At the next stop along the Underground Railroad, Harriet received food and more information for her journey, then continued on her way, her face resolutely set toward the North. She continued along the river, walking at night, staying off the main roads where she was more likely to be discovered. When she could follow the water no longer, Harriet kept on a northeasterly course toward Camden, Delaware, where Ezekiel Hunn, a farmer who was active in the Underground Railroad, provided food and information about her next stops. She had made it past one state line—only one remained.


A Partner

From Camden, Harriet journeyed to Middletown, where Ezekiel’s brother, John, received her into his home, which was also a station. She ventured next to New Castle, then on to Wilmington. That is where she first came into contact with an extraordinary man who would become her fearless partner in rescuing slaves, as well as her devoted and lifelong friend.

Born in Philadelphia in 1789, Thomas Garrett was a Quaker shoe salesman who harbored strong anti-slavery convictions. When he moved to nearby Wilmington, Delaware, in 1822, he started hiding runaways in the rooms above his store. During the next forty years, Garrett assisted between twenty-five hundred and three thousand slaves, giving them food, shelter, money, and of course, plenty of shoes. At one point toward the end of his “career,” the authorities fined Garrett so heavily for assisting slave refugees that he lost everything. At the age of sixty, he had to start all over again. Once he earned back some of his earlier prosperity, however, he was arrested and fined again for continuing to assist runaways. The incredulous judge at his trial told him, “Garrett, let this be a lesson to you, not to interfere hereafter with the cause of justice by helping runaway negroes.”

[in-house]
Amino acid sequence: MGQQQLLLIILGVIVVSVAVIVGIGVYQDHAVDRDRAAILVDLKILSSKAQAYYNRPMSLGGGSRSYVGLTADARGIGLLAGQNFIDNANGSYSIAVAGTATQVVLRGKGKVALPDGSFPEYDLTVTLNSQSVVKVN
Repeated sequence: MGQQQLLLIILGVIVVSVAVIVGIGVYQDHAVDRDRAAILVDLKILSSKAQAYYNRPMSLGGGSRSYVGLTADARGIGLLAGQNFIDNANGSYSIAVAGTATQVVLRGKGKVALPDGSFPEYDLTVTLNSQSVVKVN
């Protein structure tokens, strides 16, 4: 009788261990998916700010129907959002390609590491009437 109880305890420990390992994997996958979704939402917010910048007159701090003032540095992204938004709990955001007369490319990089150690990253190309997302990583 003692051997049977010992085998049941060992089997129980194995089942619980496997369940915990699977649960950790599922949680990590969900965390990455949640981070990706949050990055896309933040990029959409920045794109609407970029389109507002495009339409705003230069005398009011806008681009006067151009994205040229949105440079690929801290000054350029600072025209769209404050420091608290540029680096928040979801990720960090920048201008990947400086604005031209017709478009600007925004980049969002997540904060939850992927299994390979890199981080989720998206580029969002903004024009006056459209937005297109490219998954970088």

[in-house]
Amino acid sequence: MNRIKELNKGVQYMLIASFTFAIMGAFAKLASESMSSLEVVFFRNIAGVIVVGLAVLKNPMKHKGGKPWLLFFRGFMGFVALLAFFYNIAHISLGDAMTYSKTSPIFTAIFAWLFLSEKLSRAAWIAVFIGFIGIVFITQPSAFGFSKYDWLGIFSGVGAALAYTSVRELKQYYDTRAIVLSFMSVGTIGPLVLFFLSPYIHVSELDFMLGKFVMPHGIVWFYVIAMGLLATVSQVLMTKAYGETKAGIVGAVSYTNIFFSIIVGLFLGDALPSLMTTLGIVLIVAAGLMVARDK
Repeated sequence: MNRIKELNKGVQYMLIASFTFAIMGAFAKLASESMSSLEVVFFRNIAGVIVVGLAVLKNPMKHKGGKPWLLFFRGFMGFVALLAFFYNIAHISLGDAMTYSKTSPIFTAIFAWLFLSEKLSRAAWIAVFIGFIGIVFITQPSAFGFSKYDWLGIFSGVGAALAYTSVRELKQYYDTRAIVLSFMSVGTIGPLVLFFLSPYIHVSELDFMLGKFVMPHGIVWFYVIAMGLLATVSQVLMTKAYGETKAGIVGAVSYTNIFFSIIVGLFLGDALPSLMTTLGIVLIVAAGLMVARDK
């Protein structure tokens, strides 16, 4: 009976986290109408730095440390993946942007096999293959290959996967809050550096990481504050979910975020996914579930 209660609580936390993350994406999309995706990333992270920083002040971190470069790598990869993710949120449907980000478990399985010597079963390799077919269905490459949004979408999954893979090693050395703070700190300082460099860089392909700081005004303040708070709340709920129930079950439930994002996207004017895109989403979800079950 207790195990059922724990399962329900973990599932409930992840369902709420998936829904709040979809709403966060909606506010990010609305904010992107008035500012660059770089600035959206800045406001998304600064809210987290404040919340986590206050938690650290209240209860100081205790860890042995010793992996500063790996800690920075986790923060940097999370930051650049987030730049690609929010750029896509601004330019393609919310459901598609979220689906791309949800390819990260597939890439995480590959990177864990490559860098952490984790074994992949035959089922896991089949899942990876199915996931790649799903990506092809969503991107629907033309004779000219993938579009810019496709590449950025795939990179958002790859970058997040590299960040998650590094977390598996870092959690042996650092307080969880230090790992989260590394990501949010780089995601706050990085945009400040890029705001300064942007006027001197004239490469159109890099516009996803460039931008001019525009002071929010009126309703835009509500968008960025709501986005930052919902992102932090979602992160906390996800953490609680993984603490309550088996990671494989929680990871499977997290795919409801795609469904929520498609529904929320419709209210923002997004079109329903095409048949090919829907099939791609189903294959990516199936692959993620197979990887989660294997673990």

Garrett was not persuaded. He responded in true Quaker form, “Judge, thee hasn’t left me a dollar, but I wish to say to thee, and to all in this court room, that if anyone knows of a fugitive who wants a shelter, and a friend, send him to Thomas Garrett, and he will befriend him!”2 It was said of him that “not even Luther before the Council at Worms was grander than this brave old man in his unswerving adherence to principle.”3

During the course of her courageous escape, Harriet had been rowed up the Choptank and hidden in the attic of a Quaker homestead. She spent several days in the haystack of a German immigrant and in a free black family’s storage hole for potatoes to elude any pursuers. Now it was time for one more wagon ride north. From there she walked across the Pennsylvania line. Her first impression of freedom both intoxicated and awed Harriet. She said, “I looked at my hands to see if I was the same person, now that I was free. There was such a glory over everything. The sun came up like gold through the trees and over the fields, and I felt like I was in Heaven.”4

Although this was the end of Harriet’s journey to liberty, she was just at the beginning of many decisions and difficulties. Where would she live? What kind of job would she find? Would she make new friends? Whom could she trust? Looking back in her later years, she described how she felt at that time:

I knew of a man who was sent to the State Prison for twenty-five years. All these years he was always thinking of his home, and counting by years, months, and days, the time till he should be free, and see his family and friends once more. The years roll on, the time of imprisonment is over, the man is free. He leaves the prison gates, he makes his way to his old home, but his old home is not there. The house in which he had dwelt in his childhood had been torn down, and a new one had been put up in its place; his family were gone, their very name was forgotten, there was no one to take him by the hand to welcome him back to life.